Imaging the Sun in a very narrow band centered on the h-alpha emission line (656.3 nm) yields some of the most stunning images of our star, which show a wealth of details and features on the solar surface which are not visible in white light. I have recently built a so-called “modified PST” solar telescope from a used Coronado PST. The instrument is still “work in progress” and I will most likely report on its construction in another article.
I left my solar telescope to collect dust for a quite a while, but in the month of October 2014 a huge sunspot group, called “AR 2192” (see for example here), put on a really impressive show. This revived my interest in solar imaging and kind of “forced” me to find the time to acquire some images. Unfortunately not under the best observing conditions, because it was very close to the solar limb and it would very soon disappear from view into the invisible side of the Sun.
The weather had been awful over Northern Italy during the first half of October, but fortunately it got better in the last days of the month. Therefore, I set up my equipment and concentrated all of my imaging effort around 1 pm on October 27th and 28th.
The “host” telescope of my modified PST is a 1000-mm f/10 refractor, which was stepped down to 70 mm by adding a Baader ERF filter in front of the objective, while the rest (etalon + blocking filter) was taken from a Coronado PST. This resulted in a telescope offering decent views, but with a very narrow useful field. This makes it more suitable for digital imaging rather than for visual observation.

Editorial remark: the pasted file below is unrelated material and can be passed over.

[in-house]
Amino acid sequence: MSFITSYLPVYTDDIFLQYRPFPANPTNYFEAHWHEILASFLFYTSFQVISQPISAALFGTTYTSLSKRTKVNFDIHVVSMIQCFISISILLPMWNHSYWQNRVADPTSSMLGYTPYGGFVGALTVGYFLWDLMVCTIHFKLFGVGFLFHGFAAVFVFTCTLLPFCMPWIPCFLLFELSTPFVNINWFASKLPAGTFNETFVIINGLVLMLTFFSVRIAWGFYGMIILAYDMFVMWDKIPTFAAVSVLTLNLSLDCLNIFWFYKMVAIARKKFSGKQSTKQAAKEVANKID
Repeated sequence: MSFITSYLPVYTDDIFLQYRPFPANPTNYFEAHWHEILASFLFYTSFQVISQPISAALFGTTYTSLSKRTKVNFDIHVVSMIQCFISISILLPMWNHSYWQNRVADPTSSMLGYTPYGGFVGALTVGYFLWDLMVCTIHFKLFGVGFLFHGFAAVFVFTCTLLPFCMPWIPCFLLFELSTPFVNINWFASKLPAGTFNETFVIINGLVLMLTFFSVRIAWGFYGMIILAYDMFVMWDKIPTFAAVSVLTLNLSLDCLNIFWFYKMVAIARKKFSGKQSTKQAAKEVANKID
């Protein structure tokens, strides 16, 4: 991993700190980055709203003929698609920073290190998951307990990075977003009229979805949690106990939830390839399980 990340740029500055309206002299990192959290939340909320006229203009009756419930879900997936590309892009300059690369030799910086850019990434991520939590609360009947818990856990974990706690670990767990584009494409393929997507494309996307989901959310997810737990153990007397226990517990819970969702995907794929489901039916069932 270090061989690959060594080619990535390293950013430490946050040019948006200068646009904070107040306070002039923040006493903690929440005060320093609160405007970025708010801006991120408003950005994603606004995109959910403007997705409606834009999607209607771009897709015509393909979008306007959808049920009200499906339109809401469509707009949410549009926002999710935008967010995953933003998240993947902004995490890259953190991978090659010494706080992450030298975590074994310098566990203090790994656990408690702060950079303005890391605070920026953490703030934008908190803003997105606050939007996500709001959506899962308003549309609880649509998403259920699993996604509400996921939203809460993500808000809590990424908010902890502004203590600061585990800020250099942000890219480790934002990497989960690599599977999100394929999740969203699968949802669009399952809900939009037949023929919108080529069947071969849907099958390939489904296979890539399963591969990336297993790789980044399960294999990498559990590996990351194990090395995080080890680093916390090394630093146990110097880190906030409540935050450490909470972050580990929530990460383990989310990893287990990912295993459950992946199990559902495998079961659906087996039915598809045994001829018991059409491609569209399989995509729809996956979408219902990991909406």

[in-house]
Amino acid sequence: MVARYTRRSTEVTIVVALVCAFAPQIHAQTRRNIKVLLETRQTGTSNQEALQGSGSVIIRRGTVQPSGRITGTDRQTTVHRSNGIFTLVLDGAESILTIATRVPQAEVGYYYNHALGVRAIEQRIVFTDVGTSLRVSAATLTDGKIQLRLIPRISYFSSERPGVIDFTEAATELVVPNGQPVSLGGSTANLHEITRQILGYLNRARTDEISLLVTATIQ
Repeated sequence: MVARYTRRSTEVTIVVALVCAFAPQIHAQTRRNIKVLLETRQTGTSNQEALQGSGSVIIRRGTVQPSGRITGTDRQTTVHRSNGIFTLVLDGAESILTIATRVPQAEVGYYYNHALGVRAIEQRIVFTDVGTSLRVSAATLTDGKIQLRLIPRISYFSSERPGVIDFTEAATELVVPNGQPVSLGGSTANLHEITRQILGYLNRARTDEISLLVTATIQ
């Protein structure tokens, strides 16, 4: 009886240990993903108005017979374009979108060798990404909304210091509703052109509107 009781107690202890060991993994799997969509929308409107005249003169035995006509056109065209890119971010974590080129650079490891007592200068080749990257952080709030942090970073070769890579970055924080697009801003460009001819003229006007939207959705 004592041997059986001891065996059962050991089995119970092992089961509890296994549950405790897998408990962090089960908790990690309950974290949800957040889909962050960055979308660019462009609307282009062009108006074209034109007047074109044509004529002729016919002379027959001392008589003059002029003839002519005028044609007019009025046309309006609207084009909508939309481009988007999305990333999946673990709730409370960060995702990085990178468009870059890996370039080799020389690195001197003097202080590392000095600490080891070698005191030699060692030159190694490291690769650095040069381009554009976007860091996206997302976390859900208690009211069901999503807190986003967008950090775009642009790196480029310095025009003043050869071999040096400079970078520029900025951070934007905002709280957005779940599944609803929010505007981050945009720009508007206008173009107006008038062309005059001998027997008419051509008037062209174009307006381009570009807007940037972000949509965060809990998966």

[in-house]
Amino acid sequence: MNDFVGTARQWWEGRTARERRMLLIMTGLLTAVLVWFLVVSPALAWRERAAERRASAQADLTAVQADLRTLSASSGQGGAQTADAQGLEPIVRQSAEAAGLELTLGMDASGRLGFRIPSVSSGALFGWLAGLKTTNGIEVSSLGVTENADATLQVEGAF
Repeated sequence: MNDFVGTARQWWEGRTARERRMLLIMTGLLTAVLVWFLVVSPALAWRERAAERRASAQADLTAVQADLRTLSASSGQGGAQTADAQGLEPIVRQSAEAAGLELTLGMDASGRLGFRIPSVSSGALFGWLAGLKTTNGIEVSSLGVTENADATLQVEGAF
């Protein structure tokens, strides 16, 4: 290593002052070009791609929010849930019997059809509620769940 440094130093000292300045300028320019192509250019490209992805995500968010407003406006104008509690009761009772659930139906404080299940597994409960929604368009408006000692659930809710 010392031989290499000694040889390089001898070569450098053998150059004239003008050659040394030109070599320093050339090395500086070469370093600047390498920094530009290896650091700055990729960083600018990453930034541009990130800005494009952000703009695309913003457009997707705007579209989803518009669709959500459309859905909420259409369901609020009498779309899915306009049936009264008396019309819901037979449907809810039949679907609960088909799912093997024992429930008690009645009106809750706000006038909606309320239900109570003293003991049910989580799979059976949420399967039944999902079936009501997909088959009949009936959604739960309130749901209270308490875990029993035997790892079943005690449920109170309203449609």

Unfortunately the seeing was very bad during both imaging sessions, therefore I had to use my camera (a PGR Chameleon) only at the prime focus, without being able to increase magnification (e.g. through a barlow lens).
Below is a selection of my best shots. They look quite different from each other in both hue and details, because they were processed while experimenting with different techniques and software (Autostakkert, Registax and Photoshop). The overall result is not really top-notch, but I think that it was very interesting to give it a try. And anyway, I’m pretty sure there is some room for improvement in all respects: telescope, weather (particularly the seeing), and in the processing.
One last note: all times in the captions are expressed in UT.
On October 28, I briefly drew my attention away from sunspot group AR2192 to image some other features on the solar surface, such as the prominence below, but the final result outcome is nothing special:
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